County District Court File No. 02-CR-17-5003
Ellison, Attorney General, St. Paul, Minnesota; and Kurt B.
Glaser, Lexington City Attorney, Catherine A. Crane,
Assistant City Attorney, Smith & Glaser, LLC,
Minneapolis, Minnesota (for respondent)
P. Sarratori, Mesenbourg & Sarratori Law Offices, P.A.,
Coon Rapids, Minnesota (for appellant)
Considered and decided by Bratvold, Presiding Judge;
Rodenberg, Judge; and Reilly, Judge.
driver's license revocation is "present" for
the purposes of enhancing a criminal violation of the driving
while impaired laws under Minnesota Statutes section 169A
when the license revocation is effective, which occurs when
the driver receives notice of the license revocation.
Steven Jeffrey Anderson challenges his judgment of conviction
of second-degree driving while impaired (DWI), under Minn.
Stat. § 169A.25, subd. 1(b) (2016), which required the
state to prove one aggravating factor in addition to proving
that Anderson refused to submit to chemical testing under
Minn. Stat. § 169A.20, subd. 2 (2016). Anderson argues
that his DWI conviction must be overturned for two reasons.
First, Anderson contends that the district court erred in
denying his probable-cause challenge to the complaint because
his prior license revocation does not satisfy the
aggravating-factor element for second-degree DWI. He argues
the relevant DWI statute requires that, to be used as an
aggravating factor, his prior license revocation must be
"present" at the time that the current DWI
"violation was committed." Minn. Stat. §
169A.25, subd. 1(b). Second, Anderson argues that his prior
license revocation was not present because his revocation was
pending judicial review at the time he committed the DWI
violation, therefore, his due-process rights were violated.
conclude that Anderson's prior license revocation was
effective at the time the commissioner notified him of the
revocation in October 2016, and, therefore, the prior license
revocation was present at the time of his DWI offense. And
because Anderson had an opportunity for judicial review of
his prior license revocation before the state served him with
the DWI complaint, Anderson's due-process rights were not
violated. Thus, we affirm.
enforcement arrested Anderson for DWI on two separate dates
in late 2016. The first arrest occurred on October 2, 2016
(2016 license revocation). About a week after the arrest, the
commissioner of public safety notified Anderson that it had
administratively revoked his license under Minnesota's
implied-consent law for one year. No criminal charges
resulted from this arrest. Anderson timely filed a petition
for judicial review of the 2016 license revocation. In April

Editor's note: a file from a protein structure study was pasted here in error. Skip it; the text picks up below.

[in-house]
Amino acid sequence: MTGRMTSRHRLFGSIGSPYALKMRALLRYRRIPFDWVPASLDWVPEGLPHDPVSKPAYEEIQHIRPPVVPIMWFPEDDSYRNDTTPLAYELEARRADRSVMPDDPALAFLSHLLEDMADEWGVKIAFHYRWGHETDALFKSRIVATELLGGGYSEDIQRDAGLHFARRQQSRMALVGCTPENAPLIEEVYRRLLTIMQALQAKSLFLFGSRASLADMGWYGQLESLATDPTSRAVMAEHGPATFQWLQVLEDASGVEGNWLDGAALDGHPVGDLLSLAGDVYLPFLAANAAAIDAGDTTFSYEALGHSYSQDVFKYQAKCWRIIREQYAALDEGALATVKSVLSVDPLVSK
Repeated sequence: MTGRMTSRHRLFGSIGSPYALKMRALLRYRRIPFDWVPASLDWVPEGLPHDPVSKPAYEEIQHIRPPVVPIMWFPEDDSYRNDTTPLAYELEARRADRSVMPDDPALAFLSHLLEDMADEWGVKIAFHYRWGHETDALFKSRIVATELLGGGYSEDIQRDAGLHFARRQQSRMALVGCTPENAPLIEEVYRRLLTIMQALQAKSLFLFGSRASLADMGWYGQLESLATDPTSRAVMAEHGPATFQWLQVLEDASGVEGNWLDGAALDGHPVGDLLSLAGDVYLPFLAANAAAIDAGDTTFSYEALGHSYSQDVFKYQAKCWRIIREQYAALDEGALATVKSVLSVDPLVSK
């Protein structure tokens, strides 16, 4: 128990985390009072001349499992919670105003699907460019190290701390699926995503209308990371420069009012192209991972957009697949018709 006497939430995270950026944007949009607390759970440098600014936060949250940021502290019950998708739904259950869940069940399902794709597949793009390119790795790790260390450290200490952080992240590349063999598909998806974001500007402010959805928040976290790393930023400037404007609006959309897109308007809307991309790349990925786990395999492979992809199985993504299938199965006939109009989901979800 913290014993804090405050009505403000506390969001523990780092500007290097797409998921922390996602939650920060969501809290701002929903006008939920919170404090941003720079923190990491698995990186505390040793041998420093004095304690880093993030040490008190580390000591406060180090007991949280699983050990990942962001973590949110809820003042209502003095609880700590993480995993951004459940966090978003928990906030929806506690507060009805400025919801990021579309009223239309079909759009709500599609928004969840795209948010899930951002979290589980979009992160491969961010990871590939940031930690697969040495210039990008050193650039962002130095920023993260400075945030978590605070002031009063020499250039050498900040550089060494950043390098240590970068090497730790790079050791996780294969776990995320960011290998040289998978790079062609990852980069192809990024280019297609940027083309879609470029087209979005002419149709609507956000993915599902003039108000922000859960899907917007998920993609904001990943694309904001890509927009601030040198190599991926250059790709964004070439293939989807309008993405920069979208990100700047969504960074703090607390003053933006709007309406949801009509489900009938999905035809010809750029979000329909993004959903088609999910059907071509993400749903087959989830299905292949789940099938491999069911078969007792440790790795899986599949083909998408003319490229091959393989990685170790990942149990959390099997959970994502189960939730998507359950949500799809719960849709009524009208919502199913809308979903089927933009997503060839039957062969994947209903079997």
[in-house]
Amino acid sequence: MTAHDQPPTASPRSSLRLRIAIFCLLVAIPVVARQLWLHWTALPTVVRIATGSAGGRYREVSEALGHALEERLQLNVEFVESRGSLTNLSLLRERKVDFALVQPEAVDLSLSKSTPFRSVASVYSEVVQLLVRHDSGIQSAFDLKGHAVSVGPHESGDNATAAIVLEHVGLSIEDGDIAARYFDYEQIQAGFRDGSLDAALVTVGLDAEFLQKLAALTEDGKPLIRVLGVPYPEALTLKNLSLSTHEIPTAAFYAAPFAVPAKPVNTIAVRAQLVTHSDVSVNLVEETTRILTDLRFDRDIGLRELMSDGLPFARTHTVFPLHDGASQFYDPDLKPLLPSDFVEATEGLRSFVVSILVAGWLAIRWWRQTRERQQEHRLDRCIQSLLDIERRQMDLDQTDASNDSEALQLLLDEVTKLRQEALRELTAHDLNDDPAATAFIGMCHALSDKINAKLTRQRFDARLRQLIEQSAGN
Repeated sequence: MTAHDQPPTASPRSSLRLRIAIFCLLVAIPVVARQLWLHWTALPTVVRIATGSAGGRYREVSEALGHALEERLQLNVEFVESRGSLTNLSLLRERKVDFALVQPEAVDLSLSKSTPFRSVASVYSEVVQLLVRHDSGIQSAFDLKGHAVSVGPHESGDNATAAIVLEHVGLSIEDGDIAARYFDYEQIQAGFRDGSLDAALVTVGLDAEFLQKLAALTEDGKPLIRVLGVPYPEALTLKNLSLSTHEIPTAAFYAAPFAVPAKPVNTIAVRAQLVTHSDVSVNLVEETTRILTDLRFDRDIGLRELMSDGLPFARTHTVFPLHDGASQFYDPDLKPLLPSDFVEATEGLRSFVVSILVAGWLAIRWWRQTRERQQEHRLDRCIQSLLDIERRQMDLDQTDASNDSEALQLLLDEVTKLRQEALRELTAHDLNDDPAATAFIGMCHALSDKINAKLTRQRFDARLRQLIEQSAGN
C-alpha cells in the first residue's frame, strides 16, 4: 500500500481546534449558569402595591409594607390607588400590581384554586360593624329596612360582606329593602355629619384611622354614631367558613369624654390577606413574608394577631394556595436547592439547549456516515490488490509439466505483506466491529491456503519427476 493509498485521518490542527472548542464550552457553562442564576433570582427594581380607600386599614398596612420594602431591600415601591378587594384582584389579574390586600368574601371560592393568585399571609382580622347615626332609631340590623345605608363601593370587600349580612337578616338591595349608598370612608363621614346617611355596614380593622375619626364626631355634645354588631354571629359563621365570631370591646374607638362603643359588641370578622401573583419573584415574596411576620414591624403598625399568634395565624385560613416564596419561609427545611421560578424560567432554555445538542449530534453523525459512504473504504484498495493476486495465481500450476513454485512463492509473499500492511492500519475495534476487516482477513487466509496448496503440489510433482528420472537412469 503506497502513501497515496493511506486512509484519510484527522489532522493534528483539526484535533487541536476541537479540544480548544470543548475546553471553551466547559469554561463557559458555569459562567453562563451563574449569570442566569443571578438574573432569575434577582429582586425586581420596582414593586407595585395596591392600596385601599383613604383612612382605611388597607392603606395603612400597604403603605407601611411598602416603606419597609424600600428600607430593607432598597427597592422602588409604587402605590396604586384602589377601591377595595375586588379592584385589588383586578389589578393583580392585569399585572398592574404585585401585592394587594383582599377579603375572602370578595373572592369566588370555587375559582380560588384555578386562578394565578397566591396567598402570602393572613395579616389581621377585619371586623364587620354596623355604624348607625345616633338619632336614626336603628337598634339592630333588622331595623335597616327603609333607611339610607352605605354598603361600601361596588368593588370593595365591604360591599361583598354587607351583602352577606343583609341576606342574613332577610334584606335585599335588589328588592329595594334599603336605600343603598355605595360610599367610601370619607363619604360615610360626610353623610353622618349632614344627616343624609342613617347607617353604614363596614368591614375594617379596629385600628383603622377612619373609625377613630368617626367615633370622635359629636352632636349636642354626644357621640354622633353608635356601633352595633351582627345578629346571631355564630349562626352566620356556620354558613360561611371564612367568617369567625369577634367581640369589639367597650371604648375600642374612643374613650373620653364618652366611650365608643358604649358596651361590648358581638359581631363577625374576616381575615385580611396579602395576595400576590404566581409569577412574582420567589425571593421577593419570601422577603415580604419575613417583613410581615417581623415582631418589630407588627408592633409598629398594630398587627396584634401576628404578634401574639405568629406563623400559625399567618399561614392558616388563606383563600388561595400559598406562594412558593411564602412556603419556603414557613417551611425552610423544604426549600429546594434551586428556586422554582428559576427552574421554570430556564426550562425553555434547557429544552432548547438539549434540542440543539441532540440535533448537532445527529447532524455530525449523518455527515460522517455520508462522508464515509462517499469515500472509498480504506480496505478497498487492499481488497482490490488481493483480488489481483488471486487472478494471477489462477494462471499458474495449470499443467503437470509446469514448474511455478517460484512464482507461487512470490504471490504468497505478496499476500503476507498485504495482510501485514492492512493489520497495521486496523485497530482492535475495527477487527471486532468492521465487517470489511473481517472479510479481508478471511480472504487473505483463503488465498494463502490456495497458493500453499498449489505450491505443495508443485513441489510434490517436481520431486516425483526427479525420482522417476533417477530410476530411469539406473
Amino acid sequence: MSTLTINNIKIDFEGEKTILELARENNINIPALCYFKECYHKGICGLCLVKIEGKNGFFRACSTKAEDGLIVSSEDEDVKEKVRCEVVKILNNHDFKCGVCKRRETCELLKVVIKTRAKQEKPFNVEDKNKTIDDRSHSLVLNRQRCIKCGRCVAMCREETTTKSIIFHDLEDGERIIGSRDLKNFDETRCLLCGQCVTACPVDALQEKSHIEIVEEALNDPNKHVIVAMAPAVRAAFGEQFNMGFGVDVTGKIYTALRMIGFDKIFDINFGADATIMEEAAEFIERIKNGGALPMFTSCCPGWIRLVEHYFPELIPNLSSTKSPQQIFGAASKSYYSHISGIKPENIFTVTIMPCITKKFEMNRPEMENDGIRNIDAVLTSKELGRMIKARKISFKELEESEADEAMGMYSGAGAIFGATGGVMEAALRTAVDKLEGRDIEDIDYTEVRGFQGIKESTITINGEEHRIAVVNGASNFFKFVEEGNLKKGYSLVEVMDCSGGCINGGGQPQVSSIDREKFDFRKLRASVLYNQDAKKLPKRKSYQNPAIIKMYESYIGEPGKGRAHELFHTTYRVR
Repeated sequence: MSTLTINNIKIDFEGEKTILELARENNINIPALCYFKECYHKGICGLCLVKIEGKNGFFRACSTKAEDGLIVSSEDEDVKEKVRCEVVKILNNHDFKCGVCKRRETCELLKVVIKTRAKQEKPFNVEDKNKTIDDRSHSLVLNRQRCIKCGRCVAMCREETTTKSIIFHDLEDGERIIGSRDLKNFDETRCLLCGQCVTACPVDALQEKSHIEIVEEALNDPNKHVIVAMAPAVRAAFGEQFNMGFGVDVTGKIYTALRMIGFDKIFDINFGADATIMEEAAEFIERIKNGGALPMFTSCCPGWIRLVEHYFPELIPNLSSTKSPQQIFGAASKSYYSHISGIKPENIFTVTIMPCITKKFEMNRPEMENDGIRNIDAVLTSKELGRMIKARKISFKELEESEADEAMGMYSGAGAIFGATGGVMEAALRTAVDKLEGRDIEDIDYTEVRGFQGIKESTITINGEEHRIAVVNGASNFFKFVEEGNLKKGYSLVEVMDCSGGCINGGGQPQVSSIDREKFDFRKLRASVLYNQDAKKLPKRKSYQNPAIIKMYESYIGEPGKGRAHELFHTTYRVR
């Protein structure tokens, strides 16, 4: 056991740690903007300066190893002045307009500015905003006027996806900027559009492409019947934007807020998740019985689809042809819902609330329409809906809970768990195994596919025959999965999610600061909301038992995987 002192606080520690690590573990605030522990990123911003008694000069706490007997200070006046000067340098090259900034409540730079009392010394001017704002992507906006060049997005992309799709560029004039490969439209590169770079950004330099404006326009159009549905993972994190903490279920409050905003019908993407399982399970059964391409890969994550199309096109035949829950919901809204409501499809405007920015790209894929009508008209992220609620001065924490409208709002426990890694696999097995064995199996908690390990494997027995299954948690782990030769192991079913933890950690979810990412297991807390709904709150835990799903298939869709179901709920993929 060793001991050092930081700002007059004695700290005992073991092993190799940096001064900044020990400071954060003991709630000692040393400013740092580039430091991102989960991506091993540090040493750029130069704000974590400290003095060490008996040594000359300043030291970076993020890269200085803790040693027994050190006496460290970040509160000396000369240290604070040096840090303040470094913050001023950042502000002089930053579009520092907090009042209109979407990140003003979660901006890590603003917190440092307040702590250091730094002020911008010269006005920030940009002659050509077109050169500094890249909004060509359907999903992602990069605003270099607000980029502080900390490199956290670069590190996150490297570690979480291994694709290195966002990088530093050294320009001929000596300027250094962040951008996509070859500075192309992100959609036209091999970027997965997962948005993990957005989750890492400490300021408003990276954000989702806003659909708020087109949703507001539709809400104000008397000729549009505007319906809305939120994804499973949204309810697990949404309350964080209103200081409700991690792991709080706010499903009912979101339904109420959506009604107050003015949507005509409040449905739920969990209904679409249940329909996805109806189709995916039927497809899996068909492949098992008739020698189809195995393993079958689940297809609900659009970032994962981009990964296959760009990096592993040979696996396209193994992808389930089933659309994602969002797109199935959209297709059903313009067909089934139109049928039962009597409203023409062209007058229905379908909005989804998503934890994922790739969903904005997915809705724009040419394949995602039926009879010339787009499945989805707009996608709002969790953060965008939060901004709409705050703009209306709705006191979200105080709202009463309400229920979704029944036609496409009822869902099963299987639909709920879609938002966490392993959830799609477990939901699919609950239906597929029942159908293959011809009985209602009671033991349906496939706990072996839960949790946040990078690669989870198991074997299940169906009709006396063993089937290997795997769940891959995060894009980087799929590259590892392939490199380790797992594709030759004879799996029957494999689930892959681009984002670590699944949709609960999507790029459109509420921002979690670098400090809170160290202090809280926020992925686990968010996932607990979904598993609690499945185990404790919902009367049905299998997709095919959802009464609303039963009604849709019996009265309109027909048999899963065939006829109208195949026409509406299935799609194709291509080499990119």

2017, Anderson waived his right to further judicial review of
the 2016 license revocation at a hearing and the district
court sustained the revocation.
second arrest occurred on Sunday, December 18, 2016 (2016
DWI). Two officers in a marked squad car were on patrol on
Restwood Road in the City of Lexington when a male flagged
them down and informed them that Anderson "was drunk and
about to leave" a bar in the area. The male described
Anderson's car as a silver Mercedes and told the officers
where the car was parked. The officers found the Mercedes,
checked its license plate, and learned that its registered
owner was Anderson, who had a limited license that prohibited
him from driving on Sundays.
officers parked under a streetlight outside the bar and soon
observed a man exit the bar and enter the Mercedes. When the
Mercedes drove past them, one of the officers noted that the
front windows were "almost completely black" and he
"could not see into the cabin at all." Based on his
experience, the officer believed that the front windows were
illegally tinted. After following the vehicle, the officer
also noticed that Anderson's rear license plate lights
were "very dim." The officers activated their
emergency lights to initiate a traffic stop, and the Mercedes
"stop[ped] in the middle of the road" before
pulling over to the shoulder.
officers approached the Mercedes, identified Anderson, and
noted that he had "bloodshot, watery" eyes and a
strong odor of alcohol on his breath. The officers informed
Anderson that he was violating the terms of his limited
license. Anderson initially denied "drinking
anything" but later admitted that he had "a few
beers." The officers asked Anderson to perform field
sobriety tests, which he agreed to and performed poorly. The
officers then administered a preliminary breath test, but
Anderson failed to provide a proper sample.
officers arrested Anderson, transported him to the Centennial
Lakes Police Department, and read him the implied-consent
advisory. After making a phone call, Anderson agreed to take
a breath test, but blew "around the mouthpiece" and
otherwise prevented officers from obtaining a proper sample,
which the officers deemed to be a refusal. Anderson's
license "was again revoked-this time for two
state did not charge Anderson until August 7, 2017-about four
months after he waived judicial review. The state served
Anderson with a complaint that had two DWI counts: count one
was for second-degree DWI (test refusal) under Minn. Stat.
§ 169A.25, subd. 1(b), and count two was for
third-degree DWI (operating motor vehicle while impaired)
under Minn. Stat. § 169A.26, subd. 1(a)
(2016). Each count alleged as the aggravating
factor Anderson's 2016 license revocation.
moved to dismiss counts one and two, arguing that the state
lacked probable cause because there was "insufficient
evidence" to prove enhancement of the offense. Anderson
also contended that the state had violated his due-process
rights by using the 2016 license revocation as an ...